Wednesday, May 13, 2009

Children and young people under school leaving age (England and Wales only)

There are strict limits to the hours children and young people under school leaving age (see under heading General rules on employment) are allowed to work. School leaving age is defined as the last Friday in June of the year in which a child may legally leave school.

You must not work:-

*during school hours on any school day

*for more than two hours on any school day or for more than 12 hours in any week in which you are required to go to school

*for more than two hours on a Sunday

*for more than eight hours (five hours if you are under 15) on any day which is not a school day or a Sunday

*before 7am or after 7pm

*for more than 35 hours (25 if you are under the age of 15) in any week in which you are not required to go to school

*for more than four hours in any day without a break of one hour

*at any time, if during the 12 months beginning 1 January, working means that you have not had two uninterrupted weeks of holiday from school.

7 comments:

  1. So, in other words, they really don't want anyone of school age to have a job, period. Is this a new set of regulations? Nothing anywhere near this restrictive exists here. All that I can think of offhand are restrictions on the age at which a person may work alone, for obvious safety reasons. Some employers will also ask for a note from a school and parents, before hiring a minor, but I don't think that this is a law.

    I really feel for you and your young employees. I worked almost full-time during the school year and it didn't harm me in the least. Granted, I was a very good student, but even those less academically gifted managed to balance school and work just fine.

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  2. I don't know if it is new, I was unaware of it before our local council told me this yesterday. I am also sure that many other small restaurants in the area are as in the dark about this as I was.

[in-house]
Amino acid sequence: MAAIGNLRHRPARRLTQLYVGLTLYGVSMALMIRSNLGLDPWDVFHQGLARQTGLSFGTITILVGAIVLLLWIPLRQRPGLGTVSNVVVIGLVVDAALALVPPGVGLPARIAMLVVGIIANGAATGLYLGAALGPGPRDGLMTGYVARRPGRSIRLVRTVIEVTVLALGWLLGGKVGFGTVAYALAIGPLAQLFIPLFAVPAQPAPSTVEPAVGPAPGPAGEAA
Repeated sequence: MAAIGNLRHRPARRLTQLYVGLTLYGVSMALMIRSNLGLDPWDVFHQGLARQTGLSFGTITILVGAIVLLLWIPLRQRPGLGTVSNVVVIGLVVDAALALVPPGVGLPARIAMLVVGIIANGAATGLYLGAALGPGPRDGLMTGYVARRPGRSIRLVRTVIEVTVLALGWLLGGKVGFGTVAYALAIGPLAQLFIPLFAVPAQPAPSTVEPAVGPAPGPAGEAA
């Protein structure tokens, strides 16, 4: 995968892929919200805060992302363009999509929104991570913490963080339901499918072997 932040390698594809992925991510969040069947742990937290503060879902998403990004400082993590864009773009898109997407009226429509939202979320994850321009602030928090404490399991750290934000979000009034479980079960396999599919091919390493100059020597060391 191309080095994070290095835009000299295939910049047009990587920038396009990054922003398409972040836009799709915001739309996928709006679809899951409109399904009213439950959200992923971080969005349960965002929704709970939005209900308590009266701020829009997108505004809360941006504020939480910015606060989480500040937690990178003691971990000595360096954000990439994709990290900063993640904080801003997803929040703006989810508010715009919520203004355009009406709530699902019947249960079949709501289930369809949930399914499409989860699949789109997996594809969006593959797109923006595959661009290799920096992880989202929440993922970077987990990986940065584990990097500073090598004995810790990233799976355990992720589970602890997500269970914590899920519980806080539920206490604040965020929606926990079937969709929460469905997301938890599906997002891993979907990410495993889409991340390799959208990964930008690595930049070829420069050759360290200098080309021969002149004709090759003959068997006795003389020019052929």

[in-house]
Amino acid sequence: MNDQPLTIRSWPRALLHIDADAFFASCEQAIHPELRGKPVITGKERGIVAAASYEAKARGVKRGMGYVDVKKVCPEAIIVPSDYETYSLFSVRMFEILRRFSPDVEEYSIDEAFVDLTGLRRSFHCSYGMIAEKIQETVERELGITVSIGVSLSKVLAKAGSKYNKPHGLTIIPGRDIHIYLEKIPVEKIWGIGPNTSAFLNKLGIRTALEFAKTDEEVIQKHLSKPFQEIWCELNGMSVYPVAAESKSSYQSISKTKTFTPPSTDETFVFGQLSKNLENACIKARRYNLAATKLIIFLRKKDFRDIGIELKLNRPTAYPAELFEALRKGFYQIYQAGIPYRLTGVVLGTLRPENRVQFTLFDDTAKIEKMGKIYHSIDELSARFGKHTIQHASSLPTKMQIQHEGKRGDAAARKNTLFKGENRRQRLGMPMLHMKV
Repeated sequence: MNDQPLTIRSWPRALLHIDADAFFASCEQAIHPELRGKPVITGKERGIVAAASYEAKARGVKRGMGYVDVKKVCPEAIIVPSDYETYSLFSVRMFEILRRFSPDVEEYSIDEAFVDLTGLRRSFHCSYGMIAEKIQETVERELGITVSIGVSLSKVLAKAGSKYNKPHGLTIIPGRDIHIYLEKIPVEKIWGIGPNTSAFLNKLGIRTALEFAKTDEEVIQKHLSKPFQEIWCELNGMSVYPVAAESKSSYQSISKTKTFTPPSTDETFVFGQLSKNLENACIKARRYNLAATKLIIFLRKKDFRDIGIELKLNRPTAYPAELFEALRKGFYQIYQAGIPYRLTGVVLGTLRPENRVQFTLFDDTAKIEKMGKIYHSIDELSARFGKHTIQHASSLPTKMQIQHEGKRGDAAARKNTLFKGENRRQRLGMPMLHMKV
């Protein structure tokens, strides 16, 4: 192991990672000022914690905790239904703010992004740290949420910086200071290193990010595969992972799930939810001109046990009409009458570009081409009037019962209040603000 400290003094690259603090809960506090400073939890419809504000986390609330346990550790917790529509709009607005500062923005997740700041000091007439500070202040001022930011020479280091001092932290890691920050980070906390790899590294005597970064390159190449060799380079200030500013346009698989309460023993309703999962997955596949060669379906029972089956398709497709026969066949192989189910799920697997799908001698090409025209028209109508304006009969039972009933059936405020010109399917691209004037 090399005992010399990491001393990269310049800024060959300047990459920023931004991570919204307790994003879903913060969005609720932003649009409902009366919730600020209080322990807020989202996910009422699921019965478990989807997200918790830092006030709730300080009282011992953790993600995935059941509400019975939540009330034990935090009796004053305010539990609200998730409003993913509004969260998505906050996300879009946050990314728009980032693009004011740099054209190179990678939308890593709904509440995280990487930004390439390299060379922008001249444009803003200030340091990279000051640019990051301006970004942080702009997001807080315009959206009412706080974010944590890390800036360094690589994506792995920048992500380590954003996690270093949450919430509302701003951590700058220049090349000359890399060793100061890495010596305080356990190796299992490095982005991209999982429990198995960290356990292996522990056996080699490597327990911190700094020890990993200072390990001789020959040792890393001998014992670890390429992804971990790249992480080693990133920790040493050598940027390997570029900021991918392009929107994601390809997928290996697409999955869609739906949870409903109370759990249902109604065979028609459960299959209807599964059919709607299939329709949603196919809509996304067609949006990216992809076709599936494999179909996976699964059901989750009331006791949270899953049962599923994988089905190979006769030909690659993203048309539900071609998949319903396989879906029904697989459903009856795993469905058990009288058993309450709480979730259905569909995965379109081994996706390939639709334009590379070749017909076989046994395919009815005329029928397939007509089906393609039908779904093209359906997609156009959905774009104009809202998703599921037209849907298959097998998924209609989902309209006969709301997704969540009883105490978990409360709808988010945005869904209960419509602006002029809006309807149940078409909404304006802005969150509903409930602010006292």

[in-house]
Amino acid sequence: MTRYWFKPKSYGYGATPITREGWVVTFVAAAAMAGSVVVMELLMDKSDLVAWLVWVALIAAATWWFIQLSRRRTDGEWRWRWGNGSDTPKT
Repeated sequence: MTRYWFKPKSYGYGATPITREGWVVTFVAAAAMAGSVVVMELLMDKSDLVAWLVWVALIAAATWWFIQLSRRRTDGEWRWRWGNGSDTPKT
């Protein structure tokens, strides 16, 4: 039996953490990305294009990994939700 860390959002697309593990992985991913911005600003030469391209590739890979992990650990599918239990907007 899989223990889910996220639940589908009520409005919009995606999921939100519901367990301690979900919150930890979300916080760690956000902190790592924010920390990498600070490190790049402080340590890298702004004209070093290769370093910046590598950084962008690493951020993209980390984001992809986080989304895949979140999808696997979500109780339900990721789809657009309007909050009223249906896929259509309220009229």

We have to get a work permit for the U-18 staff now as well, but as they are all working with their parents permission that isn't a problem.

    The result is I have had to sack the two youngest girls, and drastically cut hours from 3 others until the end of June, which just happens to be our busiest trading period of the year.

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  3. Bummer, mate. So they don't let the school age kids work very much, but then also encourage them to go to uni straight after, and waiter(ess)ing is a job that suits youngsters.
    I'm guessing you find it hard to hire people over 21 worth hiring?
    Hard on the ones you have had to let go/reduce hours of, but the law is the law (even if it is an ass sometimes), it's not your fault.

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  4. Yes, for Gods sake, let's not instill a work ethic into young people.

    It's a bug*er for you and for them as I don't suppose they'd have been doing it if they didn't need to or want to.

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  5. Now I understand your Facebook comment. What a pile of sxxx. It really does make you wonder who dreams these laws up. Some frustrated nobody who couldn't get a paper round when they were younger?

    Sorry to hear this and I'm sorry for your staff.

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  6. Maybe you could just let them "hang around" the place and in return give them an "allowance" against which they could claim for the things they need. You might have to watch for bogus claims for things like cleaning their swimming pools, but playstation games or clothes and household items from Rackhams would probably be fine. So their "hanging around" isn't actualy confused with "working" you could just have them make "animal noises" if someone you don't recognise comes in.

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  7. It's something we get asked a lot about where I work, but that's in Scotland. I think the law's pretty similar and it's certainly been around for years. In Scotland local councils can also add additional by-laws about it too.

    I think the 2 hours on Sunday thing particularly sucks, I can see why you might not want school pupils working all weekend but surely this could be calculated differently.

    I remember my younger sisters having to get some kind of permit from Bradford LEA when they delivered the free papers in Ilkley.

    Simon's idea is good though!

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